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Scottish Small Businesses Lose Confidence

Scottish Small Businesses Lose ConfidenceScottish Small Businesses Lose Confidence

Confidence among Scotland’s small businesses has fallen in the past three months, while it has soared to a record high in the rest of the UK.

“We need to understand if this fall is a one-off blip or marks the start of a trend,” said Andy Willox, Scottish policy convener for the Federation of Small Businesses, GulfNews reported.

Colin Borland, the FSB’s head of external affairs in Scotland, said that research conducted by the lobby group and University of Edinburgh suggested that a majority of Scotland’s small businesses were worried about the impact of a “Yes” vote in the independence referendum. “Small businesses do see some potential advantages in independence,” he said. “That’s the nature of our members — they’ll look for the positives whatever happens. But if there is a Yes vote, more people highlight risks than opportunities.”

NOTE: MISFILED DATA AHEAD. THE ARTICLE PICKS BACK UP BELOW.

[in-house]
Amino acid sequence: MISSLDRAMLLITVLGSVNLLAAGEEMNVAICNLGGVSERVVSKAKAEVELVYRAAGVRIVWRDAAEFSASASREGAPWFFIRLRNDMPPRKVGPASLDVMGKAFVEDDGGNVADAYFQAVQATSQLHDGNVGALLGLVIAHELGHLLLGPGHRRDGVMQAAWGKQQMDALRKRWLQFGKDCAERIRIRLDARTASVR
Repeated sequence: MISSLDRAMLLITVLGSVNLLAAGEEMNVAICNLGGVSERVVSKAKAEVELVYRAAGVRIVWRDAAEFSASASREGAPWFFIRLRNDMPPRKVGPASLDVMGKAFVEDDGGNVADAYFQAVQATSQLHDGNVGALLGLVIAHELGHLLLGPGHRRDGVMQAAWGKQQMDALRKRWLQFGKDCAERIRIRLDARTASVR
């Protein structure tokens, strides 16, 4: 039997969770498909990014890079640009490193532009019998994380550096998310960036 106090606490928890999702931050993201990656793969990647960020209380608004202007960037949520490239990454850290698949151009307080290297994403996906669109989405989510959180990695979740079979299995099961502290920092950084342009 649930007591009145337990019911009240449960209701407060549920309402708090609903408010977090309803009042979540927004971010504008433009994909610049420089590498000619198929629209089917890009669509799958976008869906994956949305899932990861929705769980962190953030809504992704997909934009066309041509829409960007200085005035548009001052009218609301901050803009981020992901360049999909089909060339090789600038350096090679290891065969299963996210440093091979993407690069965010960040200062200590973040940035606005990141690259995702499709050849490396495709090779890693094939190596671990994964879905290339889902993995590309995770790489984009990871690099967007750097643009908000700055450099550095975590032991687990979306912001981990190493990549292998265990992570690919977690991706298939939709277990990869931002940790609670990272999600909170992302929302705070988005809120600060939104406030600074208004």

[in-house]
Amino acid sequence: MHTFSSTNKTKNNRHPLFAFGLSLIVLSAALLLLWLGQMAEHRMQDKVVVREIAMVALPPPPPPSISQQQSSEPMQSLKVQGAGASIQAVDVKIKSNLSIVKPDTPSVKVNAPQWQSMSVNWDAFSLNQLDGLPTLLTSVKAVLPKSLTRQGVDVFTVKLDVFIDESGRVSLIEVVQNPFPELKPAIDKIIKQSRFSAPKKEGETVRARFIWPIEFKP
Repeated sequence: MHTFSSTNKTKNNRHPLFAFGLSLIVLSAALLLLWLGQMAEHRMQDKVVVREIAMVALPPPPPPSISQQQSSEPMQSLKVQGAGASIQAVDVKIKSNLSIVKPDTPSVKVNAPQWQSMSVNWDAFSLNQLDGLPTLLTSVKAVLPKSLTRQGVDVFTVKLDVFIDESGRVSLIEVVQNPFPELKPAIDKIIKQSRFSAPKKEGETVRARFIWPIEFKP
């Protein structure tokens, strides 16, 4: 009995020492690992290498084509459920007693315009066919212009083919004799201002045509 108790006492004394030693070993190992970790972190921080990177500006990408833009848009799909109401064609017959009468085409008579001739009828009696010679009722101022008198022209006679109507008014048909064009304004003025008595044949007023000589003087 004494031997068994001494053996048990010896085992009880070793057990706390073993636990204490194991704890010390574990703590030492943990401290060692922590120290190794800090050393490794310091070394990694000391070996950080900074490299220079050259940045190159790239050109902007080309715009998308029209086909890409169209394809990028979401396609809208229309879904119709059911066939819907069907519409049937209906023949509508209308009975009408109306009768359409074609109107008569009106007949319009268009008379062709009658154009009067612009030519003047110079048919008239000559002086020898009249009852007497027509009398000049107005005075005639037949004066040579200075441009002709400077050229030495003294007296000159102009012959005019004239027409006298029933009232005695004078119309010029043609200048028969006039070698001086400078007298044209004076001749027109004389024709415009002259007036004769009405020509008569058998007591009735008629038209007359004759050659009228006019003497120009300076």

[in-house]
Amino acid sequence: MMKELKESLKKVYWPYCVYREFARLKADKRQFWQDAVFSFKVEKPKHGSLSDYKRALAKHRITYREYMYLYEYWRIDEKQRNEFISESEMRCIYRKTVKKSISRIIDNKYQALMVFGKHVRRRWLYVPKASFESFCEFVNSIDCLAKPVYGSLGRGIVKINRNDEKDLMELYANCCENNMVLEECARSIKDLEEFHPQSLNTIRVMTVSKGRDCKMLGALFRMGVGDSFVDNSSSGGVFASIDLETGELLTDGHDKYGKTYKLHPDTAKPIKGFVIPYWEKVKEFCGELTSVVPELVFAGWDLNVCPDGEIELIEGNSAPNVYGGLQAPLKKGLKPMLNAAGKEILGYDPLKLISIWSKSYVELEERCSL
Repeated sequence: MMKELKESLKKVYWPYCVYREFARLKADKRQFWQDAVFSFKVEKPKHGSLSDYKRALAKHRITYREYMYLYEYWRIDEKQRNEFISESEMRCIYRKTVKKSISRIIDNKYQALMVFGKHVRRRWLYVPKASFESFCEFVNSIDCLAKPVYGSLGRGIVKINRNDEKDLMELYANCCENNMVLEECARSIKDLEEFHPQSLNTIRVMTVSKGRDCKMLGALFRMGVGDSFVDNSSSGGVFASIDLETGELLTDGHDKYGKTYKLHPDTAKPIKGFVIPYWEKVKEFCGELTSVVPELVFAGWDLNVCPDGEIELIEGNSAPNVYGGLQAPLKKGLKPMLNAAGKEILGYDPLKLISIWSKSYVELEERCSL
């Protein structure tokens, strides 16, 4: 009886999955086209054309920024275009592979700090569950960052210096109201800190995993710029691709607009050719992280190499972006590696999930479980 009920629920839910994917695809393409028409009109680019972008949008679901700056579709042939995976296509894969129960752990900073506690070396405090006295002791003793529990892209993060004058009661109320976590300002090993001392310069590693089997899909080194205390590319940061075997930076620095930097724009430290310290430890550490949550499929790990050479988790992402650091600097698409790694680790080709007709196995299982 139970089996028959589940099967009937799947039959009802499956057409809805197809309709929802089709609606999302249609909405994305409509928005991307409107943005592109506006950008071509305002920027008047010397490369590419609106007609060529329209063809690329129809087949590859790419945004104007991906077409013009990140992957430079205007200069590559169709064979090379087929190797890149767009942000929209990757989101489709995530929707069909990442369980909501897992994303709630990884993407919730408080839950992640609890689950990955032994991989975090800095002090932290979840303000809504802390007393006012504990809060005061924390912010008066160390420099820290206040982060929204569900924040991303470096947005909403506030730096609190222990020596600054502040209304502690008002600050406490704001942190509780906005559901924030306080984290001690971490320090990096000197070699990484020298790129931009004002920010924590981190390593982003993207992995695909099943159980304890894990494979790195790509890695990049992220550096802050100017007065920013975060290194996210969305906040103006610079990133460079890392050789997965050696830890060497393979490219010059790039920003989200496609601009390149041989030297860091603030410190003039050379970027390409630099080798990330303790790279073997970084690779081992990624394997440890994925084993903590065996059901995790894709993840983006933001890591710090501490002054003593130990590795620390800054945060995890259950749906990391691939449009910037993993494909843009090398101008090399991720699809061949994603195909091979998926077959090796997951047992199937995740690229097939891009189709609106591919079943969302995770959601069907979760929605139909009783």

The research found that two-thirds of almost 1,800 small Scottish companies surveyed in April and May believed that independence would affect the day-to-day running of their business. Almost a fifth said the referendum had already influenced a business decision over the previous year.

“The phones have gone quiet,” said Alan Gemmill, who is based in Perth and manages property as well as a financial advisory firm. “We have noticed in the last few weeks we’ve been trying to sell properties that we rent out there is no interest at all.”

Alastair Macmillan, whose family-owned company west of Glasgow manufactures hydraulic pumps, mainly for export, said he had delayed investment over the past year because of the referendum.

Sir Mike Rake, president of the CBI, Britain’s leading business lobby, who also chairs BT Group, said that while he believed that the “overwhelming majority” of businesses in Scotland wanted a No vote, for some small and medium-sized enterprises the decision was more difficult. “I’m sure there are people in Scotland who’d like to vote Yes with their heart and No with their head,” he said.

Borland of the FSB said that small businesses had very mixed views on the independence debate. “The way small businesses take decisions is very different from the way bigger corporates do: it’s round the kitchen table rather than around the board table,” he said.

 

Financialtribune.com